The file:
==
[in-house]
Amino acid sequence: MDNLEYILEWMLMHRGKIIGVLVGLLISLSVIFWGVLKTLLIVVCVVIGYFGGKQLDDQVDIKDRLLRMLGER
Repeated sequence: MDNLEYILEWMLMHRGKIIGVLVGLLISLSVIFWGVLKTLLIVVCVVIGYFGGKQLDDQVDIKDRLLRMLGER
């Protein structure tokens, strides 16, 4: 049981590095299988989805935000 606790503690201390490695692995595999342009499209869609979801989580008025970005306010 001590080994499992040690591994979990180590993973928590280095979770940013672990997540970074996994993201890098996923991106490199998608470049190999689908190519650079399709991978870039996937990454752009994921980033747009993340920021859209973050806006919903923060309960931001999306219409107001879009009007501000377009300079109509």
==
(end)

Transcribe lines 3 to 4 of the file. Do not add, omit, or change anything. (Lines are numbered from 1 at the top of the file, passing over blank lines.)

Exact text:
Repeated sequence: MDNLEYILEWMLMHRGKIIGVLVGLLISLSVIFWGVLKTLLIVVCVVIGYFGGKQLDDQVDIKDRLLRMLGER
């Protein structure tokens, strides 16, 4: 049981590095299988989805935000 606790503690201390490695692995595999342009499209869609979801989580008025970005306010 001590080994499992040690591994979990180590993973928590280095979770940013672990997540970074996994993201890098996923991106490199998608470049190999689908190519650079399709991978870039996937990454752009994921980033747009993340920021859209973050806006919903923060309960931001999306219409107001879009009007501000377009300079109509």